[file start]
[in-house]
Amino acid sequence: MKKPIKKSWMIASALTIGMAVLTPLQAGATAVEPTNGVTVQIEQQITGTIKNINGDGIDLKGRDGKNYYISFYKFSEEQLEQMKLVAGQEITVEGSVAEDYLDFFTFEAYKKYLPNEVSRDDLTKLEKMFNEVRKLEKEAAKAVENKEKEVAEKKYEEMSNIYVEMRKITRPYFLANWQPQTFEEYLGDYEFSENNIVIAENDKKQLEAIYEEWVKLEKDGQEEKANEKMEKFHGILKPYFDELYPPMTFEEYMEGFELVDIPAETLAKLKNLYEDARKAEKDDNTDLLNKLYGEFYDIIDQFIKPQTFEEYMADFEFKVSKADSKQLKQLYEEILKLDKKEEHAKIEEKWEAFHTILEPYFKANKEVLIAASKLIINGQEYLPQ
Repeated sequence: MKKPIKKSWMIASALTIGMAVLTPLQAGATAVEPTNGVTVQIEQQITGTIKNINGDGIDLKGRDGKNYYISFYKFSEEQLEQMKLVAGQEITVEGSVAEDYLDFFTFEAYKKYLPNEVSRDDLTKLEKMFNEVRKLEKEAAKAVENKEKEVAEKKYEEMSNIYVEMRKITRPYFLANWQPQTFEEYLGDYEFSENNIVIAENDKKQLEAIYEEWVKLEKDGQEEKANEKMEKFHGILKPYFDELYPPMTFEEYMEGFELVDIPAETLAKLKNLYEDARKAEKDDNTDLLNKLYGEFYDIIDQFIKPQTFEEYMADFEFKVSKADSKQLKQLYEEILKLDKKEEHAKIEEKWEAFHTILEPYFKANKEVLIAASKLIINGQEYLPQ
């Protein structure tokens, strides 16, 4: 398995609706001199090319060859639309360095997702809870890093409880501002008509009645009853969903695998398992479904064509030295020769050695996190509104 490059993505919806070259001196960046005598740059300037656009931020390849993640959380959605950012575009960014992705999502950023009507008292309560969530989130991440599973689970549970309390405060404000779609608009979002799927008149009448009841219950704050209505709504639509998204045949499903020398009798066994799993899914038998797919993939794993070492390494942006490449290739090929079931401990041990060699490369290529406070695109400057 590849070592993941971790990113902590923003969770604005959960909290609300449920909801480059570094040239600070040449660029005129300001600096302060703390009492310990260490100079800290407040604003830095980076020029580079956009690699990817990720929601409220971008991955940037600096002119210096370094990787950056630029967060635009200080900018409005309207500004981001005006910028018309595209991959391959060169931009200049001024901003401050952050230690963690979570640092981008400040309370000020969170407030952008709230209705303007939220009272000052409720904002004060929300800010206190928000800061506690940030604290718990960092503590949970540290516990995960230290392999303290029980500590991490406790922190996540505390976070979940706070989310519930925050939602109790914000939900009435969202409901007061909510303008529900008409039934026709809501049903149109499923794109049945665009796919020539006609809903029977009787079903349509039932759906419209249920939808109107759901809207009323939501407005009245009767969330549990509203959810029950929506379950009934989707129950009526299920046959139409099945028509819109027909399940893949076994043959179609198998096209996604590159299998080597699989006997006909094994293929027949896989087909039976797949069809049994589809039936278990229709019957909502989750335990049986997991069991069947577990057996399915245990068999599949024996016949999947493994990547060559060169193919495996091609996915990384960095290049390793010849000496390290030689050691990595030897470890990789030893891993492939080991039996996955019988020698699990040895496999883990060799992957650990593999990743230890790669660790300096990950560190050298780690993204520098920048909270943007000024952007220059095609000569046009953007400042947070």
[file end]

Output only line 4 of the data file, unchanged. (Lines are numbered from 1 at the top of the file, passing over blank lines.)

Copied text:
């Protein structure tokens, strides 16, 4: 398995609706001199090319060859639309360095997702809870890093409880501002008509009645009853969903695998398992479904064509030295020769050695996190509104 490059993505919806070259001196960046005598740059300037656009931020390849993640959380959605950012575009960014992705999502950023009507008292309560969530989130991440599973689970549970309390405060404000779609608009979002799927008149009448009841219950704050209505709504639509998204045949499903020398009798066994799993899914038998797919993939794993070492390494942006490449290739090929079931401990041990060699490369290529406070695109400057 590849070592993941971790990113902590923003969770604005959960909290609300449920909801480059570094040239600070040449660029005129300001600096302060703390009492310990260490100079800290407040604003830095980076020029580079956009690699990817990720929601409220971008991955940037600096002119210096370094990787950056630029967060635009200080900018409005309207500004981001005006910028018309595209991959391959060169931009200049001024901003401050952050230690963690979570640092981008400040309370000020969170407030952008709230209705303007939220009272000052409720904002004060929300800010206190928000800061506690940030604290718990960092503590949970540290516990995960230290392999303290029980500590991490406790922190996540505390976070979940706070989310519930925050939602109790914000939900009435969202409901007061909510303008529900008409039934026709809501049903149109499923794109049945665009796919020539006609809903029977009787079903349509039932759906419209249920939808109107759901809207009323939501407005009245009767969330549990509203959810029950929506379950009934989707129950009526299920046959139409099945028509819109027909399940893949076994043959179609198998096209996604590159299998080597699989006997006909094994293929027949896989087909039976797949069809049994589809039936278990229709019957909502989750335990049986997991069991069947577990057996399915245990068999599949024996016949999947493994990547060559060169193919495996091609996915990384960095290049390793010849000496390290030689050691990595030897470890990789030893891993492939080991039996996955019988020698699990040895496999883990060799992957650990593999990743230890790669660790300096990950560190050298780690993204520098920048909270943007000024952007220059095609000569046009953007400042947070």